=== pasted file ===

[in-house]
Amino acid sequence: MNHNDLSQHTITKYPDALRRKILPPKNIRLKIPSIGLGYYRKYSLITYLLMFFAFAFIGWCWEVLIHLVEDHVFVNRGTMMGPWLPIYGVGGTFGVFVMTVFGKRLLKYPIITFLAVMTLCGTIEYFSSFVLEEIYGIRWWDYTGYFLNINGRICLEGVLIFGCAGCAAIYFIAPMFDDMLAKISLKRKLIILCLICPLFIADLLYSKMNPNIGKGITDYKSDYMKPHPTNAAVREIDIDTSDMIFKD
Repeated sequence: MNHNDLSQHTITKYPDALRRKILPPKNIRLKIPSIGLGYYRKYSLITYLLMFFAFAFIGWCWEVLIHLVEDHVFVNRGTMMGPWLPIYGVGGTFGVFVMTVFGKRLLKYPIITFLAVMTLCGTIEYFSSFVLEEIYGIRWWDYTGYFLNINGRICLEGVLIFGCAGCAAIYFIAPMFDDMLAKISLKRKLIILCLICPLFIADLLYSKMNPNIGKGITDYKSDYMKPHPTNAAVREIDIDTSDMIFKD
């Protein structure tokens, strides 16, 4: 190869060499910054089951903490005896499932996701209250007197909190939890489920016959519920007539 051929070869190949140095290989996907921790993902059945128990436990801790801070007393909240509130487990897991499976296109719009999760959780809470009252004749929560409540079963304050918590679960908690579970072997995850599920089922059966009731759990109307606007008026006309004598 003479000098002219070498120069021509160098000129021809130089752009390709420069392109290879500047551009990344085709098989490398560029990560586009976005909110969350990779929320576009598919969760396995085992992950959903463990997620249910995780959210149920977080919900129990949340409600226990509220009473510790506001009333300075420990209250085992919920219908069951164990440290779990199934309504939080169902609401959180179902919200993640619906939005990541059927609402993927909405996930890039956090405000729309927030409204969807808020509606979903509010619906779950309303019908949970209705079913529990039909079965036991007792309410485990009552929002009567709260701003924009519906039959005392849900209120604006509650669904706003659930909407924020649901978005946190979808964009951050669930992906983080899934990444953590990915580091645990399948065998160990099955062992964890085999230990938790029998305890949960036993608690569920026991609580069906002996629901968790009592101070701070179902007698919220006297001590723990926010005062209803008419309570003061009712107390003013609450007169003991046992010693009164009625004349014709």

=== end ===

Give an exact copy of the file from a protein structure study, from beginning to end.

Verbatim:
[in-house]
Amino acid sequence: MNHNDLSQHTITKYPDALRRKILPPKNIRLKIPSIGLGYYRKYSLITYLLMFFAFAFIGWCWEVLIHLVEDHVFVNRGTMMGPWLPIYGVGGTFGVFVMTVFGKRLLKYPIITFLAVMTLCGTIEYFSSFVLEEIYGIRWWDYTGYFLNINGRICLEGVLIFGCAGCAAIYFIAPMFDDMLAKISLKRKLIILCLICPLFIADLLYSKMNPNIGKGITDYKSDYMKPHPTNAAVREIDIDTSDMIFKD
Repeated sequence: MNHNDLSQHTITKYPDALRRKILPPKNIRLKIPSIGLGYYRKYSLITYLLMFFAFAFIGWCWEVLIHLVEDHVFVNRGTMMGPWLPIYGVGGTFGVFVMTVFGKRLLKYPIITFLAVMTLCGTIEYFSSFVLEEIYGIRWWDYTGYFLNINGRICLEGVLIFGCAGCAAIYFIAPMFDDMLAKISLKRKLIILCLICPLFIADLLYSKMNPNIGKGITDYKSDYMKPHPTNAAVREIDIDTSDMIFKD
């Protein structure tokens, strides 16, 4: 190869060499910054089951903490005896499932996701209250007197909190939890489920016959519920007539 051929070869190949140095290989996907921790993902059945128990436990801790801070007393909240509130487990897991499976296109719009999760959780809470009252004749929560409540079963304050918590679960908690579970072997995850599920089922059966009731759990109307606007008026006309004598 003479000098002219070498120069021509160098000129021809130089752009390709420069392109290879500047551009990344085709098989490398560029990560586009976005909110969350990779929320576009598919969760396995085992992950959903463990997620249910995780959210149920977080919900129990949340409600226990509220009473510790506001009333300075420990209250085992919920219908069951164990440290779990199934309504939080169902609401959180179902919200993640619906939005990541059927609402993927909405996930890039956090405000729309927030409204969807808020509606979903509010619906779950309303019908949970209705079913529990039909079965036991007792309410485990009552929002009567709260701003924009519906039959005392849900209120604006509650669904706003659930909407924020649901978005946190979808964009951050669930992906983080899934990444953590990915580091645990399948065998160990099955062992964890085999230990938790029998305890949960036993608690569920026991609580069906002996629901968790009592101070701070179902007698919220006297001590723990926010005062209803008419309570003061009712107390003013609450007169003991046992010693009164009625004349014709």